United’s Viral Video Nightmare Ends… for Now


We’ve told you about this story before but here’s the long and the short of it. Dave Carroll is a Canadian musician who was traveling on a United Airlines flight (Stock Quote: UAUA) and found that they’d broken one of his very expensive guitars. United refused to pay for the damage even though Carroll saw baggage handlers throwing his guitar around as he sat on the plane.

So Carroll decided to write a song about it. United Breaks Guitars (U.B.G.) was viral hit with more than 6 million views. But it was just part one of a trilogy, Carroll said. The second song, United Breaks Guitars: 2, wasn’t quite as big of a hit, with just less than 1 million page views to date (though frankly I think that, musically, it’s the best of the bunch). The third tune, United Breaks Guitars 3: "United We Stand", was released yesterday and has just over 8,000 views at this point, and marks the end of this great example of viral/musical comeuppance.  It should serve as a warning to airlines and businesses everywhere that you don’t need to be as famous as Kevin Smith to shame a corporation publicly – though it does help to be talented, as Carroll surely is.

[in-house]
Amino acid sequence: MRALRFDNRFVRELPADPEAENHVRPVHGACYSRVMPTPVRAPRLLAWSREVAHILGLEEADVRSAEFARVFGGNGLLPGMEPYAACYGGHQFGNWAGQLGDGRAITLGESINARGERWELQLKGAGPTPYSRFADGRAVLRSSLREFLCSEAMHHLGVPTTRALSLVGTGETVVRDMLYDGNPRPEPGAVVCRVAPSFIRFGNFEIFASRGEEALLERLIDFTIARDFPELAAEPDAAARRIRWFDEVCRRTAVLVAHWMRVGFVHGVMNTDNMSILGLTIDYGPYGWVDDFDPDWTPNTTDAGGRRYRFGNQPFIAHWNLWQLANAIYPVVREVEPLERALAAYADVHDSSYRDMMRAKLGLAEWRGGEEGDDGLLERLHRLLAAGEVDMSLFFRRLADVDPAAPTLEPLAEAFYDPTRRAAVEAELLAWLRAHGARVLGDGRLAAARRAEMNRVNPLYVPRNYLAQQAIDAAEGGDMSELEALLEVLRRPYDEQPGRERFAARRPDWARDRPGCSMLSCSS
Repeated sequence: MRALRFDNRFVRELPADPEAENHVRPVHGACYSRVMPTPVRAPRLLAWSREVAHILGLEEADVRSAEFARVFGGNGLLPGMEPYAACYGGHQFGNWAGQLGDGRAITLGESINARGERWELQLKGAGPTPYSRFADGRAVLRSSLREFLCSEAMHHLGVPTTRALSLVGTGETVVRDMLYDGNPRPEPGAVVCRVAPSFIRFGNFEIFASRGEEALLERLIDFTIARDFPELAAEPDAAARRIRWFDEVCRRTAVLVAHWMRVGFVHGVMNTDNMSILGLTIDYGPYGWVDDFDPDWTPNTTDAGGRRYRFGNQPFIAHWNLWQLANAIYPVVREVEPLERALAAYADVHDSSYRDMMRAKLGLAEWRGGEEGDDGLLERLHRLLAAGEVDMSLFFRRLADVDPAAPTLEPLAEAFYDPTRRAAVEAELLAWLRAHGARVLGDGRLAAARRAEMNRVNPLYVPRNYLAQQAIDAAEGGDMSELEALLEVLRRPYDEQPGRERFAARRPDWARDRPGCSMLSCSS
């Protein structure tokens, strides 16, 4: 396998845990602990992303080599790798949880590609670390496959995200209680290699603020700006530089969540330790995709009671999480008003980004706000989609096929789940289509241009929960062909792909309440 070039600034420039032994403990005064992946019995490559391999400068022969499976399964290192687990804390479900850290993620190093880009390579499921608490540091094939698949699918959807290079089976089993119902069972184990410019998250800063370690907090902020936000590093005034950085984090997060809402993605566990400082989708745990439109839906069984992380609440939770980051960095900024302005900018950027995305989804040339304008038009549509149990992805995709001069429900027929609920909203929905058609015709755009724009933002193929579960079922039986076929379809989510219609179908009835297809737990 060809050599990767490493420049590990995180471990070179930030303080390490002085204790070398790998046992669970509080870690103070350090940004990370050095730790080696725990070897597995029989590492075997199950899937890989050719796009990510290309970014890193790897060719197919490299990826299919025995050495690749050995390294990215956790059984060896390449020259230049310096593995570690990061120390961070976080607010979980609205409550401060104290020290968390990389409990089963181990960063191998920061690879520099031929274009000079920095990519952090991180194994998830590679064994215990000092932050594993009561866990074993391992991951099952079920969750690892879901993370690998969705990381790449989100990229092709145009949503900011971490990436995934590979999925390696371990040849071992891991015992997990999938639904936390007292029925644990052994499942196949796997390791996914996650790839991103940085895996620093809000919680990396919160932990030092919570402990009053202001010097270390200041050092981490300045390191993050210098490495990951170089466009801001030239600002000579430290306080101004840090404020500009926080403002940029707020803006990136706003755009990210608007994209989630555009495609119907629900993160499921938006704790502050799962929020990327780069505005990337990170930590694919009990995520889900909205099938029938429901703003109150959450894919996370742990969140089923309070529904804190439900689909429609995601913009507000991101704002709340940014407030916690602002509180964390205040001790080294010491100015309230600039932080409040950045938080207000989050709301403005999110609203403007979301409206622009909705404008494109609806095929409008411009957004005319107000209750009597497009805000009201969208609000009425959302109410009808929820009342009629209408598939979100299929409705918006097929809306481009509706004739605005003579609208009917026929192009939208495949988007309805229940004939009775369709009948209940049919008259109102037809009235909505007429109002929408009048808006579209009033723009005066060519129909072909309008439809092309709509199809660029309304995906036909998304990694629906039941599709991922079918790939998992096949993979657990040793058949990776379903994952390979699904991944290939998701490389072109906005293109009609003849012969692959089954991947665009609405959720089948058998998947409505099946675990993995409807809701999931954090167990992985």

The success of these songs has been life-changing for Carroll. He recently told a blogger at Grand Rants, “The last 6 months have been an incredible change in my life and I’m grateful to the fans of my music both old and new.  I’ve been a professional musician for 20 years before U.B.G. and that fact alone has always made me feel successful. U.B.G. has introduced millions of new ears to my music and so my gratitude seems to have grown exponentially too.”

For Carroll, the point of the last song is to put the United saga to bed, though he takes the opportunity to offer the airline some more brutally honest advice.

“There’s a long line of people with a story like mine who tell me every day, that United needs to change in a big way.”

He continues:

“You say that you’re changing and I hope you do, ‘cause if you don’t then who’d fly with you.”

Carroll says he has since been invited to speak to a variety of companies about customer service and social media, and some are using his videos as teaching tools. Grand Rants asked Carroll if United was using it and what he thought of it. Carroll responded, “They didn’t ask permission.  They told me they were doing that.  I think it’s both funny and necessary.  Many companies around the world are using it as a training tool.  Happily, most have asked permission and are willing to buy a copy for non-home use.”

Oh, United. (Sigh)

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